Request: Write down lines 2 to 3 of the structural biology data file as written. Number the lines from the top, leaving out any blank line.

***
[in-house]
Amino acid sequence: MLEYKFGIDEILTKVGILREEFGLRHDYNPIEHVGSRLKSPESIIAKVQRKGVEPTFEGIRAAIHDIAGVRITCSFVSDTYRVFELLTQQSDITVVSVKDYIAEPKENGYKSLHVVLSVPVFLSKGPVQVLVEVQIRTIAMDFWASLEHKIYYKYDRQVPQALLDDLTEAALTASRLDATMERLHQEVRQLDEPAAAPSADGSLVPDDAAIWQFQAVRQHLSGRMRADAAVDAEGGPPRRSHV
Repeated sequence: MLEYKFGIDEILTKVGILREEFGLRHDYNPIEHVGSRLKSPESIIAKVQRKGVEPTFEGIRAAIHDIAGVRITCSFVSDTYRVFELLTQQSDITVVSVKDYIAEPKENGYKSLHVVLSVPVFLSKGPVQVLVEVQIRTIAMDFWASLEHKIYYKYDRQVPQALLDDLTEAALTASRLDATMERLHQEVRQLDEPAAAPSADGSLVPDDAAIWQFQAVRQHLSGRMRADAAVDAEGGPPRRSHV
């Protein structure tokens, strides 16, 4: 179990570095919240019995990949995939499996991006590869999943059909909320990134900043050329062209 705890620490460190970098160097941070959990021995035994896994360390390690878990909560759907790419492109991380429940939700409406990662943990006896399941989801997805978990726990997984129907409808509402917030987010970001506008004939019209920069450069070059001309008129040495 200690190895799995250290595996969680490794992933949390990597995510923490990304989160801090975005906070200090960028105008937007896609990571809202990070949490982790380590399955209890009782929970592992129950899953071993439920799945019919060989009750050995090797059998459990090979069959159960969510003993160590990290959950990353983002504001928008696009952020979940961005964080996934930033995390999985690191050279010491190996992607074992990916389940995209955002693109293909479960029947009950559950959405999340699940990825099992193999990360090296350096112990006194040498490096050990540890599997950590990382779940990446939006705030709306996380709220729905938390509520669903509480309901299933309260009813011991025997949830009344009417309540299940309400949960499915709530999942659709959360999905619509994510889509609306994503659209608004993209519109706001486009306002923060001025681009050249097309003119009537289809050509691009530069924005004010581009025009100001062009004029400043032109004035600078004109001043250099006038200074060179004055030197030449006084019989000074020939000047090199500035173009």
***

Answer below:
Amino acid sequence: MLEYKFGIDEILTKVGILREEFGLRHDYNPIEHVGSRLKSPESIIAKVQRKGVEPTFEGIRAAIHDIAGVRITCSFVSDTYRVFELLTQQSDITVVSVKDYIAEPKENGYKSLHVVLSVPVFLSKGPVQVLVEVQIRTIAMDFWASLEHKIYYKYDRQVPQALLDDLTEAALTASRLDATMERLHQEVRQLDEPAAAPSADGSLVPDDAAIWQFQAVRQHLSGRMRADAAVDAEGGPPRRSHV
Repeated sequence: MLEYKFGIDEILTKVGILREEFGLRHDYNPIEHVGSRLKSPESIIAKVQRKGVEPTFEGIRAAIHDIAGVRITCSFVSDTYRVFELLTQQSDITVVSVKDYIAEPKENGYKSLHVVLSVPVFLSKGPVQVLVEVQIRTIAMDFWASLEHKIYYKYDRQVPQALLDDLTEAALTASRLDATMERLHQEVRQLDEPAAAPSADGSLVPDDAAIWQFQAVRQHLSGRMRADAAVDAEGGPPRRSHV